Everyone has an annual budget. That budget might be £5000, it might be £500. Whatever it is, that doesn't just have to cover entry fees, it covers travel, accommodation, and more importantly kit that might need replacing or improving. This is a tough ball to juggle - once you get more serious about your sport you need the right kit to be competitive, but you don't want to spend a penny more than you have to. After all its got to be better to spend the money on entry fees and competing than it has on having a load of equipment and no money left to race, right? And that's where I did something last year that saved me around £500 and bought me a good few minutes on the bike.
I'm pretty outspoken about how much of a waste of money most kit is. Overhyped, over branded and mostly not worth anything more than a bit of hard graft can't improve on anyway. Something we can't escape though is physics, and the all important chunk of that we call aerodynamics. The stats are out there clear as day on the benefits of good aerodynamics, and a great place to start is a decent set of wheels.
The problem with wheels is they are expensive, and so I had avoided entertaining them up until the point where I just wasn't getting the improvements in my times that I used to, despite training harder and harder. Then I hit on an idea. Having looked at the various designs, and deciding that the weight of my wheels wasn't an issue, the next thing to consider was a disc wheel to really help cut through the air.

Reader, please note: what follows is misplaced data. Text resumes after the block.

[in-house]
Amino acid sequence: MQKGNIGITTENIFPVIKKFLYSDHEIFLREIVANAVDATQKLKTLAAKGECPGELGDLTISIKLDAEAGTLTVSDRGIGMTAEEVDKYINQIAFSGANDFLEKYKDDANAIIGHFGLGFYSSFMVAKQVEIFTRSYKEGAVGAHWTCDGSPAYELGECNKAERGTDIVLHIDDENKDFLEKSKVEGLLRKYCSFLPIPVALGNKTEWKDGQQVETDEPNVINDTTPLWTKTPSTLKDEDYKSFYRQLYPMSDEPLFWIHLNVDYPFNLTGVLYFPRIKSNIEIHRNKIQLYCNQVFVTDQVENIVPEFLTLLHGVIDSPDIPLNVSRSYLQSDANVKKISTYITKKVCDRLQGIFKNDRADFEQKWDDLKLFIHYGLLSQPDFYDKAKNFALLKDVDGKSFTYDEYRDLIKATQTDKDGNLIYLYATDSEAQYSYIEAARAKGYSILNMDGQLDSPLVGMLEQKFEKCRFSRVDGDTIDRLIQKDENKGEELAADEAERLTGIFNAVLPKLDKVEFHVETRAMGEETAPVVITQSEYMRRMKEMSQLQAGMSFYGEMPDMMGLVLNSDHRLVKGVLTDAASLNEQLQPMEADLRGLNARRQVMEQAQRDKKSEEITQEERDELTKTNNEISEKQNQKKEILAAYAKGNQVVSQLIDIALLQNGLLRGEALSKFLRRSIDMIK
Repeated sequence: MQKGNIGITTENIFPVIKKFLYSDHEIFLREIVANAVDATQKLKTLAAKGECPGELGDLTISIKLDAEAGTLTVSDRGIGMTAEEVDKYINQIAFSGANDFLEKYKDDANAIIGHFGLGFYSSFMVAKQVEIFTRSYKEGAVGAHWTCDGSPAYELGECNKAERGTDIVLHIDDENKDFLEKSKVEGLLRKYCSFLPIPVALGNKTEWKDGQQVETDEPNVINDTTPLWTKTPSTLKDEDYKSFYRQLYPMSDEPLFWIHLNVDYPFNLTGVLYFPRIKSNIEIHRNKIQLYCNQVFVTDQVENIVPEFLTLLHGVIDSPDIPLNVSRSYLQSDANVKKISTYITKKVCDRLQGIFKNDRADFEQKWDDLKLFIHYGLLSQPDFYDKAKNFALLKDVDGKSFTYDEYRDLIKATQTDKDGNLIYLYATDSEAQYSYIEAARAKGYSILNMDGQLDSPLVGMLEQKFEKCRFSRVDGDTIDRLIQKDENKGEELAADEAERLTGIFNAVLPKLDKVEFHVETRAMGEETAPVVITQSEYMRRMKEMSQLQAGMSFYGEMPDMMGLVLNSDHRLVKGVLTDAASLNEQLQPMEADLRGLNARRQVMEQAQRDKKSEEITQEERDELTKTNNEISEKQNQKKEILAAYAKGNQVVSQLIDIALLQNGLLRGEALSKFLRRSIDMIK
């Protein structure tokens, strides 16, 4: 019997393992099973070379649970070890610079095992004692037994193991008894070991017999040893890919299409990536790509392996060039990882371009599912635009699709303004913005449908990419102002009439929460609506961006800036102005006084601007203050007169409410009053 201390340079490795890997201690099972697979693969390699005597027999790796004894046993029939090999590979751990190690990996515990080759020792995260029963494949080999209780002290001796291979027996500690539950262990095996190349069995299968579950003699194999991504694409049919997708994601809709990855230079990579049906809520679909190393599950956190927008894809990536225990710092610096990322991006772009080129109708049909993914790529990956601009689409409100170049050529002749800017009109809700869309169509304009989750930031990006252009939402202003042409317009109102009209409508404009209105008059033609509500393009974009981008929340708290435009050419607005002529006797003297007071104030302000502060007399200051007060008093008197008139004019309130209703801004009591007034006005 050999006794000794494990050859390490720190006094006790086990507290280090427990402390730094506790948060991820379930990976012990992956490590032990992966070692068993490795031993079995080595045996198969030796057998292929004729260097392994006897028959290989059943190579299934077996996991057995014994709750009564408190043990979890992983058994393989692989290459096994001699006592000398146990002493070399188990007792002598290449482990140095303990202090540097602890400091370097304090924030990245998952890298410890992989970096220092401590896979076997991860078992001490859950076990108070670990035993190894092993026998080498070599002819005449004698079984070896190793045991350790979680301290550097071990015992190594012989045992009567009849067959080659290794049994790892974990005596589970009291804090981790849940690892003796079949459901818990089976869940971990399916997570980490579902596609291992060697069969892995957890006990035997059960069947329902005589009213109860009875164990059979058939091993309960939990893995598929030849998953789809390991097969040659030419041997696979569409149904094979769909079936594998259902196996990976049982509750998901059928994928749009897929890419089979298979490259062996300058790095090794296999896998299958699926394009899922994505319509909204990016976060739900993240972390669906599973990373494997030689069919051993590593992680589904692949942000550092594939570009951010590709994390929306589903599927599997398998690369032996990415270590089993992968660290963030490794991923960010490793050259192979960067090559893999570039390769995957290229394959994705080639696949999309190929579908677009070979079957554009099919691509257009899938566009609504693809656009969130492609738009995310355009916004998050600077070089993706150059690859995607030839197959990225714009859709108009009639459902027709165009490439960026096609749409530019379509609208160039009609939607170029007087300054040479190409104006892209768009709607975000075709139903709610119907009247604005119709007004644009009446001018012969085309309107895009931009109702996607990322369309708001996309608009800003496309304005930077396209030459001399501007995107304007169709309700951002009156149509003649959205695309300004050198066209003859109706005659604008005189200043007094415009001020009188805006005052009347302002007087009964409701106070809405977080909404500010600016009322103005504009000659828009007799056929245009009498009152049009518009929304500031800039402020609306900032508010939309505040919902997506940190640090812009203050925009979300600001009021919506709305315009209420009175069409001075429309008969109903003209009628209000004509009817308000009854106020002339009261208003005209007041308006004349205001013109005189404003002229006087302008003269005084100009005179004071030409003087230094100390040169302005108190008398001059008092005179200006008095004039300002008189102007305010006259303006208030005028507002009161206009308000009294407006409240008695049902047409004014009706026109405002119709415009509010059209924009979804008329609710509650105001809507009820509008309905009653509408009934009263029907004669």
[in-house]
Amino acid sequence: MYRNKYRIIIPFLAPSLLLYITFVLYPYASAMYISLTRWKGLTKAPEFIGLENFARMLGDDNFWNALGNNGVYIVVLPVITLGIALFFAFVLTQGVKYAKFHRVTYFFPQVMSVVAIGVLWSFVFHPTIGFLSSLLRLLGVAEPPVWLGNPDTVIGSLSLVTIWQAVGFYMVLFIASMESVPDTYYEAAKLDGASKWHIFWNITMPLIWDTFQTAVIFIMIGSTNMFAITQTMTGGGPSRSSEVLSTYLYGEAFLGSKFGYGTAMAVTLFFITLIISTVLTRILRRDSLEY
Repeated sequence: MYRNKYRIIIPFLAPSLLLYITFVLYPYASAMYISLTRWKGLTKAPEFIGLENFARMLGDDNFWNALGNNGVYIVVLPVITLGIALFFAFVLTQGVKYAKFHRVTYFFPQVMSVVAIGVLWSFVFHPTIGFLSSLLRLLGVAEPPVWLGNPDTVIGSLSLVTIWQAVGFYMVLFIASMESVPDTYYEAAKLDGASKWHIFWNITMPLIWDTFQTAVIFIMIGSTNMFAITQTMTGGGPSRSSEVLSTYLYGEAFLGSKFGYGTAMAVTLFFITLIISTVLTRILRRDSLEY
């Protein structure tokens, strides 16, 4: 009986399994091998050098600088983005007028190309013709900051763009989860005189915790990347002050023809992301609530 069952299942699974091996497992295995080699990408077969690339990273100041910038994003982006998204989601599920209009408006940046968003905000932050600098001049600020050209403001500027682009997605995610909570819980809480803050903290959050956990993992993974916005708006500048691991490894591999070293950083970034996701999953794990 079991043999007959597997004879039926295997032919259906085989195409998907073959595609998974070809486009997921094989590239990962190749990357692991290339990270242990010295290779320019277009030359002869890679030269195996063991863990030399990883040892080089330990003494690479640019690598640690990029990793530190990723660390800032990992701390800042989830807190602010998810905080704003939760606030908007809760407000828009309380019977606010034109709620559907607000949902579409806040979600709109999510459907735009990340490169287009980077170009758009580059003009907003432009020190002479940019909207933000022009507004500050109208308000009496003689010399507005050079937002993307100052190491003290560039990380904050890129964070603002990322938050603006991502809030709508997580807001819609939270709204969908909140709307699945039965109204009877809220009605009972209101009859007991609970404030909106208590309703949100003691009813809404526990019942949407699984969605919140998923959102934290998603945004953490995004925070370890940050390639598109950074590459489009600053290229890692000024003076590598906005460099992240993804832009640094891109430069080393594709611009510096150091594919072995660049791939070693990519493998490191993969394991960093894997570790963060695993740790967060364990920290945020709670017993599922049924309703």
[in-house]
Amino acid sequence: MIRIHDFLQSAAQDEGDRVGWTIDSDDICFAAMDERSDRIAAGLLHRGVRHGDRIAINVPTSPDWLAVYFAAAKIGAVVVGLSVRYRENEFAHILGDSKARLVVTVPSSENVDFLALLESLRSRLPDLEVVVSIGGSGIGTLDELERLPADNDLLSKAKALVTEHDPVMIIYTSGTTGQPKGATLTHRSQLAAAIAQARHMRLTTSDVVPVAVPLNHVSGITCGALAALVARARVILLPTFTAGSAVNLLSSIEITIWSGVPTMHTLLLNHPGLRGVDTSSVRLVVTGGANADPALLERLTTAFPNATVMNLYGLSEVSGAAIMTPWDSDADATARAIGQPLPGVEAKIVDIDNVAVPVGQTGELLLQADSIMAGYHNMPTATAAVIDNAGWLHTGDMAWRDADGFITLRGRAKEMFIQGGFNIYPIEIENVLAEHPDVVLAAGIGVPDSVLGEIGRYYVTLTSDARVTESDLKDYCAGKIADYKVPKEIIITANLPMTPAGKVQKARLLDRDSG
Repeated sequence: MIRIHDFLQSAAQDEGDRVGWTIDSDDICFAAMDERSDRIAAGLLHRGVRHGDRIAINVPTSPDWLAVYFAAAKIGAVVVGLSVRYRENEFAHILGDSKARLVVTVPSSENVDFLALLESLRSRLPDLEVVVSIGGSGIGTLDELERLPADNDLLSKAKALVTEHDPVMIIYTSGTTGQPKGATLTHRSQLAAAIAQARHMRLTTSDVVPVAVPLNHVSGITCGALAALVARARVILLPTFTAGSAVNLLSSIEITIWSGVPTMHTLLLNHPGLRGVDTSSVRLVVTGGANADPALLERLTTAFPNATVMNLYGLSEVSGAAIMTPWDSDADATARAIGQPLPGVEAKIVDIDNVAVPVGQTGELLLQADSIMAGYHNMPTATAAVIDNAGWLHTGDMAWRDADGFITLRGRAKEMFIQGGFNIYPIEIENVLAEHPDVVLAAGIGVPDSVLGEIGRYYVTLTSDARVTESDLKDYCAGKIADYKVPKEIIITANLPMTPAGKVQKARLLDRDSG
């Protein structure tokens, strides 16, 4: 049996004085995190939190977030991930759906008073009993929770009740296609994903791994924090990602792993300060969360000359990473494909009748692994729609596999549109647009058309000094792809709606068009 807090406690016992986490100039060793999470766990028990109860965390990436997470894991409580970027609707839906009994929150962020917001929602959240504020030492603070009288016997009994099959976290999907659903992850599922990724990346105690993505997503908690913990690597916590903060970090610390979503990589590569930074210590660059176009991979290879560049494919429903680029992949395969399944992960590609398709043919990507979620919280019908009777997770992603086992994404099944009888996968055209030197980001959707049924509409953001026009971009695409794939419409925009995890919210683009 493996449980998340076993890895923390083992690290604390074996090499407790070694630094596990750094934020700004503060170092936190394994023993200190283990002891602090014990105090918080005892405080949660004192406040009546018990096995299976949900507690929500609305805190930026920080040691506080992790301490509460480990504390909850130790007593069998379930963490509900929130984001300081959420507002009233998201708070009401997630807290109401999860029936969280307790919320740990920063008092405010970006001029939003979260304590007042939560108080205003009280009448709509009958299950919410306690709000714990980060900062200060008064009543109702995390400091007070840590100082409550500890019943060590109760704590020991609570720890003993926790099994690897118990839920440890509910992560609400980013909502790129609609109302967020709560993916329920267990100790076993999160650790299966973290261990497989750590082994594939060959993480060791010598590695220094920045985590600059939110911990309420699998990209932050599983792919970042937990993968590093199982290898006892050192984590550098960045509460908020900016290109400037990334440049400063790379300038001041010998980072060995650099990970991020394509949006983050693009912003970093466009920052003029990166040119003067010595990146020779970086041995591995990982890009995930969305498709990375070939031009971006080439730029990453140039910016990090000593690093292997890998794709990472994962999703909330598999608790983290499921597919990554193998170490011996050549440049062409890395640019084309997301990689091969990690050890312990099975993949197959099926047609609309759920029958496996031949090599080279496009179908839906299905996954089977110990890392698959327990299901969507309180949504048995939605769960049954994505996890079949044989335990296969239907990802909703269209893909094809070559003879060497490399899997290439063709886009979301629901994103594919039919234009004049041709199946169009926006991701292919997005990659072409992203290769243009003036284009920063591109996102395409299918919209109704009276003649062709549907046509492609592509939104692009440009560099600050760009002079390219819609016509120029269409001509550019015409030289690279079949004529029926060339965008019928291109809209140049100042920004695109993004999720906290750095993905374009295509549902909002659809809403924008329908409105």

I quickly concluded buying a budget end heavy lump of a disc had to be false economy. What I gained in aerodynamics I would lose in weight, and a decent carbon one was going to cost me dearly. For a solid back wheel I decided that with a bit of thought and patience I could make a lightweight 'in fill' for a fraction of the cost of going out and buying one. So that's what I did. And that's what I want to share.
I was lucky enough to be able to get sheet plastic through work for free. I knew what specification I wanted. Either ABS or GPPS (the type of plastic sheet I was looking to work with - both much lighter than PVC) and rigid but flexible. Anything used in a process called 'vac forming' would be ideal. I got a few sheets sent to me of varying thicknesses and settled on the thinnest suitable one I dare use, 200 microns thick. That's 0.2 of a mm. This I got free, but if you want to buy some it will cost you about £15 a sheet. At most these wheels are going to cost you £30. Just do a Google search on PS or ABS Sheet suppliers. Be sure that the width of the sheet you order is greater than the diameter of your wheel. 
I have put some images I took below with simple to follow instructions.

                                                                The unrolled Sheet PS.